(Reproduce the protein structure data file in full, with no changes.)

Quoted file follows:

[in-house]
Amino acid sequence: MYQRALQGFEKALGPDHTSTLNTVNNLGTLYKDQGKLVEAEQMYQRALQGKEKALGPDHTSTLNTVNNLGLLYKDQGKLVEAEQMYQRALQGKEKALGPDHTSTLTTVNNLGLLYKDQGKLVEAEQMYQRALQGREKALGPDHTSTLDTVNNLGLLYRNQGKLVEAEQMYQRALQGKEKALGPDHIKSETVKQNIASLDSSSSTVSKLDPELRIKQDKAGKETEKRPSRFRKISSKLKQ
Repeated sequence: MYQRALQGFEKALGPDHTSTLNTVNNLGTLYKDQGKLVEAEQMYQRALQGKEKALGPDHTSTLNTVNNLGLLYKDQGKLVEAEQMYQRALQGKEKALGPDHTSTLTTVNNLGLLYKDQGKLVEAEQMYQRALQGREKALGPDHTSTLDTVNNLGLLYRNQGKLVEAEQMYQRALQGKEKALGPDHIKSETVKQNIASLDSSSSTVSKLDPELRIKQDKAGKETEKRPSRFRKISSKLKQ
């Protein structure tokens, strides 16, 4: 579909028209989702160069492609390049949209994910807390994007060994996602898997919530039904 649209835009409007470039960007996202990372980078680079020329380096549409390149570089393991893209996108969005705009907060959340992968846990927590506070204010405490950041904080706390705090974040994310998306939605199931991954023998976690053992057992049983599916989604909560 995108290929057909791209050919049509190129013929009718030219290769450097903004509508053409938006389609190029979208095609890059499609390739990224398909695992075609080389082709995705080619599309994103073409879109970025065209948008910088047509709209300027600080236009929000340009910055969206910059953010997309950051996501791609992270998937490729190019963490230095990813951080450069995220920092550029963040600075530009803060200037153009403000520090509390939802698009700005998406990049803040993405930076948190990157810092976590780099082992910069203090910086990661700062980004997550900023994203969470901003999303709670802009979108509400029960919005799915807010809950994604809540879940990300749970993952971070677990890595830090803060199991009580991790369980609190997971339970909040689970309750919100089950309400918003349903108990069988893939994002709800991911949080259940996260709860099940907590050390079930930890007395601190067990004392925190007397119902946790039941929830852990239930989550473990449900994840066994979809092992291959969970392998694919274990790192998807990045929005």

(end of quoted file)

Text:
[in-house]
Amino acid sequence: MYQRALQGFEKALGPDHTSTLNTVNNLGTLYKDQGKLVEAEQMYQRALQGKEKALGPDHTSTLNTVNNLGLLYKDQGKLVEAEQMYQRALQGKEKALGPDHTSTLTTVNNLGLLYKDQGKLVEAEQMYQRALQGREKALGPDHTSTLDTVNNLGLLYRNQGKLVEAEQMYQRALQGKEKALGPDHIKSETVKQNIASLDSSSSTVSKLDPELRIKQDKAGKETEKRPSRFRKISSKLKQ
Repeated sequence: MYQRALQGFEKALGPDHTSTLNTVNNLGTLYKDQGKLVEAEQMYQRALQGKEKALGPDHTSTLNTVNNLGLLYKDQGKLVEAEQMYQRALQGKEKALGPDHTSTLTTVNNLGLLYKDQGKLVEAEQMYQRALQGREKALGPDHTSTLDTVNNLGLLYRNQGKLVEAEQMYQRALQGKEKALGPDHIKSETVKQNIASLDSSSSTVSKLDPELRIKQDKAGKETEKRPSRFRKISSKLKQ
């Protein structure tokens, strides 16, 4: 579909028209989702160069492609390049949209994910807390994007060994996602898997919530039904 649209835009409007470039960007996202990372980078680079020329380096549409390149570089393991893209996108969005705009907060959340992968846990927590506070204010405490950041904080706390705090974040994310998306939605199931991954023998976690053992057992049983599916989604909560 995108290929057909791209050919049509190129013929009718030219290769450097903004509508053409938006389609190029979208095609890059499609390739990224398909695992075609080389082709995705080619599309994103073409879109970025065209948008910088047509709209300027600080236009929000340009910055969206910059953010997309950051996501791609992270998937490729190019963490230095990813951080450069995220920092550029963040600075530009803060200037153009403000520090509390939802698009700005998406990049803040993405930076948190990157810092976590780099082992910069203090910086990661700062980004997550900023994203969470901003999303709670802009979108509400029960919005799915807010809950994604809540879940990300749970993952971070677990890595830090803060199991009580991790369980609190997971339970909040689970309750919100089950309400918003349903108990069988893939994002709800991911949080259940996260709860099940907590050390079930930890007395601190067990004392925190007397119902946790039941929830852990239930989550473990449900994840066994979809092992291959969970392998694919274990790192998807990045929005």